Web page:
I hope you’ve all been enjoying the beautiful weather of late. Not that I’m ever one to complain about the sun but we are now desperate for some rain to soften the ground up, especially now we have got all our haylage wrapped! The good weather also seems to have brought on a plague of horseflies, so if anyone has a brilliant remedy for keeping them away, please let me know.
It was wonderful to open up the pages of Horse & Hound to see a lovely photo and write up of Standing Ovation and Gillian Portus’ recent dressage win. “Stanley” came to me as a four-year-old after he had given Gillian a few scares. I’m sure she won’t mind me saying he was a bit of a tricky character! Stanley is just my type of horse, very elegant and athletic, but he was carrying a lot of tension when ridden. He had learnt to release this by bucking and in Gillian’s words “when I was riding him he felt like he dare not take a breath. It was like sitting on a ticking time bomb!”
As fate would have it, Gillian’s mother-in-law saw me demonstrate at the South West Christmas Equine Fair in Exeter one year and they decided to send him to me to see if I could work through his issues. Going through the usual groundwork checks, I could tell he had some good training, but he was very nervous and tense, which intensified when I went to ride him. In short he hadn’t completely accepted being ridden.
My plan with him was that once I had got him safe and had established control, I would give him a period of long rides where he could unwind, get tired and mentally switch off. After a few of these sessions I felt he had started to really accept me riding him and I was able to start to asking him to work with some collection, rhythm and balance in and out of the arena.
Phase three was to empower Gillian with some techniques and exercises that she could use if she felt Stanley becoming tense. He stayed for about five weeks and I pop up to visit Gillian every now and again for a top-up session. I’m delighted with the progress they have made together and the results they are getting. It hasn’t been easy for Gillian, but it demonstrates the importance of getting the basics right before you can go on to realise a horse’s full potential.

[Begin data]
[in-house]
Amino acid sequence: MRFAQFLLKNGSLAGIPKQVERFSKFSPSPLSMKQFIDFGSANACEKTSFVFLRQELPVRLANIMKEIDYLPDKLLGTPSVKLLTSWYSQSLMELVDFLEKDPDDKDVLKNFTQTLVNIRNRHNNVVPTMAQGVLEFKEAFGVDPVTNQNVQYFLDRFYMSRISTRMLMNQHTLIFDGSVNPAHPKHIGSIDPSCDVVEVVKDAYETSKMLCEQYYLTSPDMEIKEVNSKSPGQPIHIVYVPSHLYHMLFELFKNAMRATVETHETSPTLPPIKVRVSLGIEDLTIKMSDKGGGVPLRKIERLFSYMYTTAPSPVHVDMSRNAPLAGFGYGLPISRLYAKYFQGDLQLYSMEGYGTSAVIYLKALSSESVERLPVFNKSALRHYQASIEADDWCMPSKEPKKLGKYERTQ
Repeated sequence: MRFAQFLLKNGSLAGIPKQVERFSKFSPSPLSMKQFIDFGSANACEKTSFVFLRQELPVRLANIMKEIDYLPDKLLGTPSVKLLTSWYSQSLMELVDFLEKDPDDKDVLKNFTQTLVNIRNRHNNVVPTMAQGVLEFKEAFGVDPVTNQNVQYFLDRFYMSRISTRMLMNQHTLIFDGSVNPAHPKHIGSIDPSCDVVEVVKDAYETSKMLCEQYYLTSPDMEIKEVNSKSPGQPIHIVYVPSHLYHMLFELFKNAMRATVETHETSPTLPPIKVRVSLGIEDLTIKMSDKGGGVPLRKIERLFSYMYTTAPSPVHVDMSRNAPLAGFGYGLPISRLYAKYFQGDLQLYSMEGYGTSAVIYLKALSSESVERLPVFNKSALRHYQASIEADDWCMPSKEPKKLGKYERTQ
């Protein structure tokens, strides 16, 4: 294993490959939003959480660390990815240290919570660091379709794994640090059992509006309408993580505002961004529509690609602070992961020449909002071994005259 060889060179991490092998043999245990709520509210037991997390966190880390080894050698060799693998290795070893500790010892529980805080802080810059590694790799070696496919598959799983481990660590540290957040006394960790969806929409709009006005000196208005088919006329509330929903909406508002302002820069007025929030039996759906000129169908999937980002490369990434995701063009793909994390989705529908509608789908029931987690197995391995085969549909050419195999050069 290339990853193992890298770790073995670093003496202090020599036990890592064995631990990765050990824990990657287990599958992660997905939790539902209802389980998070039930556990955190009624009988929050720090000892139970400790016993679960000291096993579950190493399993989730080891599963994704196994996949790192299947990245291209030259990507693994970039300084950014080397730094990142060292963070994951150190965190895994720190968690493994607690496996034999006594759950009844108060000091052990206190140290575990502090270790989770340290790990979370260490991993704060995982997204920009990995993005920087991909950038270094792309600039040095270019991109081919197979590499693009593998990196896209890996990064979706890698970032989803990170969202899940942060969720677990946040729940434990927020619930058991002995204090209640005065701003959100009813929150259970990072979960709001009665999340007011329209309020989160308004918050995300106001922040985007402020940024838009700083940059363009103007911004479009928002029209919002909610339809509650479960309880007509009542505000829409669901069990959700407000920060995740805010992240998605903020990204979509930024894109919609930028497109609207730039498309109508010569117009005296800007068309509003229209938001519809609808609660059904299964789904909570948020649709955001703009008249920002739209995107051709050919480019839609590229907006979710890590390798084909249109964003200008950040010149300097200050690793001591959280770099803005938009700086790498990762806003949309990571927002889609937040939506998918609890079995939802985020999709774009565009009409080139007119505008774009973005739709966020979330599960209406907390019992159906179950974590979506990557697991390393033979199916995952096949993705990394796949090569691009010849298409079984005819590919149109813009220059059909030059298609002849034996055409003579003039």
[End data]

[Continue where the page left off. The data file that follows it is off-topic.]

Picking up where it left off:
The Big Project
Although it is beneficial in the long run, it can be very demoralising to go right back to the beginning to solve behavioural or ridden issues, particularly when your horse is already competing at a good level.
I mentioned in my last blog a stunning horse that I have started working with, that I have termed ‘the Big Project!’ (pictured top and right). As I have got to know him, I have realised he is what I describe as an ‘introvert’. He carries a lot of tension, but to cope with it he braces himself and ‘freezes’ before exploding; not fun with a 17.2hh powerhouse! He also uses his strength on the ground, taking off with his handlers and pulling back from fences.
I have just been working with him on the ground so far, teaching him to move his feet in a controlled way when he feels under pressure and to realise that he is safe when he stays with me. He is definitely a challenge, but I am really hopeful that he will be able to get back competing and fulfil his enormous potential.
Staying with competition horses, I am doing an evening demonstration (with wine and nibbles of course!) with dressage trainer, Damian Hallam, at the end of the month. We will be working with horses at different stages of their ridden careers, showing how the fundamental movements are developed and refined as the horses go through their training.
Then in August I am doing another coffee morning in association with Retraining of Racehorses working with some thoroughbreds just starting out in their new careers.
I enjoy doing demonstrations, but they don’t always go according to plan. The first one I ever did was for some local Pony Clubs. Towards the end I hopped on my little mare who was fresh off the plane from Australia to show off with a little bit of polocrosse. She promptly bucked me off as I leant down to pick a ball up, providing a great deal of entertainment for the kids and a good lesson for me to never get complacent in front of an audience!